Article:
Is a mortgage and a big HECS debt a smart way to go for young people?
David Holmgren, who gained eco-celebrity status for being the co-originator of permaculture, says a lot of youngsters are questioning this nowadays.
"They're savvy about the ridiculousness of getting a mortgage," he said.
They're asking themselves, "what will I do that's sensible for my future".
This will be one of the topics of a booked-out talk that David will give at City Hall in Newcastle on Saturday.
He'll give a presentation called "Aussie Street", which is linked to his new book, Retrosuburbia - The Downshifter's Guide to a Resilient Future.
David said his presentation features "the story of my imaginary Australian street".
"It's dealing with emerging challenges and all the big issues that underpin urban development and suburbia from the 1950s."
His story depicts a second great depression in the near future, following a property-bubble collapse.
Aussie Street focuses on four households that have embraced a "permaculture-inspired, retro-suburban" lifestyle.
"It's about a rebuilding of household and community - a non-monetary economy that allows people to survive and thrive, despite the bad conditions. It's a positive story but set in the context of tough times," he said.
Aussie Street includes things like rainwater tanks, solar panels and passive solar design.
"Food production is a big part of it. Micro-enterprises and exchange between people start up in the street. The big one is people sharing houses," he said.
His Aussie Street story features Moles and Bullies [otherwise known as Coles and Woolies] involved in a government ration program because of food shortages.
"The people in Aussie Street live from farmers' markets and grow-your-own, community-supported agriculture. There's a whole parallel food economy, which is what many of us are striving to develop," he said.
Aussie Street bucks the trend over decades of fewer people per household.
"You've got more people living in the same spaces. Some is extended family, some blended family, some is shared house."
His story encompasses and attracts the "usual environmental suspects", but also "people who are looking to live a better life".
"There's a broad spectrum of motivations, including people seriously worried about debt, housing values and unsustainability at multiple levels of the Australian property market and how that will affect them or their kids," he said.
He said climate change, peak oil and resource depletion would "actually express themselves for ordinary people through economic and financial mechanisms".
"They won't necessarily show up as just climate change disasters and a shortage of fuel at the petrol station. They'd show up first through financial systems.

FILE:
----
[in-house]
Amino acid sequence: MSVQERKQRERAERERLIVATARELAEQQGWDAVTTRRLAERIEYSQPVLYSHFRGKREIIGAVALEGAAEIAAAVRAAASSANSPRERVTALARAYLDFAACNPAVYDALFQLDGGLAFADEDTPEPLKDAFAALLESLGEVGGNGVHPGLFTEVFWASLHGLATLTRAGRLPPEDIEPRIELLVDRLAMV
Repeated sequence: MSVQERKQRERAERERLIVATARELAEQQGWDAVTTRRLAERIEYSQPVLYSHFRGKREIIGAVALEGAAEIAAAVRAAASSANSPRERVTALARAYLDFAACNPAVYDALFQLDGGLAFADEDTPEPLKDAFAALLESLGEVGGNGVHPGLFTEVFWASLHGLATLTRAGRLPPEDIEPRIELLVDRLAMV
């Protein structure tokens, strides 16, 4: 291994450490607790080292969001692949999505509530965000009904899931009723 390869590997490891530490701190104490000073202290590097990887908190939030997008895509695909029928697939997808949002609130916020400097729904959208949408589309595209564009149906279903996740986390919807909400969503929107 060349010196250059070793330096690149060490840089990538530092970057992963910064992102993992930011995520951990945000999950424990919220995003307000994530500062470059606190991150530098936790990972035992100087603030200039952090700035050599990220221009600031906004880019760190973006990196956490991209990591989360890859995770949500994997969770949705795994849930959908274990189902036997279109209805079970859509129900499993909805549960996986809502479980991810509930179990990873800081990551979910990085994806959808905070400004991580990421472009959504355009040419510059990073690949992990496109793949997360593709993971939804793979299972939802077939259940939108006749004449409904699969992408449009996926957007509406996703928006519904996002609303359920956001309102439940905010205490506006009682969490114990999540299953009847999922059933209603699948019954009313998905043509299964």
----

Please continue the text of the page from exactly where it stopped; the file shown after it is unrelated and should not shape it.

"Things like the property bubble, which is part of a larger bubble of asset prices around the world that's happened since the GFC [global financial crisis]. It's actually the mechanism by which the world economy didn't just collapse into the second great depression, but it's completely unsustainable.
"It's kicking the can down the road."
He said discussion was needed in the media to "stimulate positive functional responses to what are existential threats to society".
He added that the "steady-as-she-goes solutions" were not "facing up to the urgency of change".
"There's been a lot of difficulty in the climate movement, whether down at the grassroots level or at the top policy level, of actually dealing with that.
"At what point do you say, we're in a climate emergency so we should be behaving like the country did in the second world war, when everything was rationed. You had a command economy like the old Soviet Union. At other levels people are talking about this need for dramatic action, whereas my work is more about empowering people to take things into their own hands in simple, positive ways. But more radical ways than changing the light bulbs and those sort of normal environmental responses."
People were seeking alternatives to being slaves to the consumerist treadmill, which was feeding climate change.
"People are downshifting in this way to live a better life now, rather than being on that treadmill. They're increasing their resilience to future shock. They're also massively reducing their ecological footprint and greenhouse gas emissions."
A Novocastrian Tibetan
We've just learned that a member of the Tibetan Parliament in Exile lives in Newcastle. How interesting.
Bet Chinese spies have been keeping an eye on him. [Now they'll be keeping an eye on us! U.S.A all the way, U.S.A all the way. We're kidding. Sort of. Can't Switzerland be in charge? Or Sweden?]
Anyhow, Paul Ashton tells us that he too found it interesting that Logtsang Gyari Thar [known as Gyarik] was living in Newcastle. So he helped organise for him to speak at Between the Lines cafe and gallery at Tighes Hill at 4pm on Sunday.
"I thought the talk and plight of the Tibetans would be particularly relevant given that Hong Kong is going for greater autonomy, and China's effect on areas that wish to retain their cultures and traditions," Paul said.
Gyarik will talk about his life, leaving Tibet to seek exile in India, his life in India and his migration to Australia, along with a book he's written on the history of Tibet. He'll also discuss being a member of the exiled parliament, the role of the Dalai Lama and the so-called "middle way" plan.
As independence is unlikely, the Dalai Lama is seeking to establish an autonomous Tibetan region under the umbrella of the Chinese Communist Party.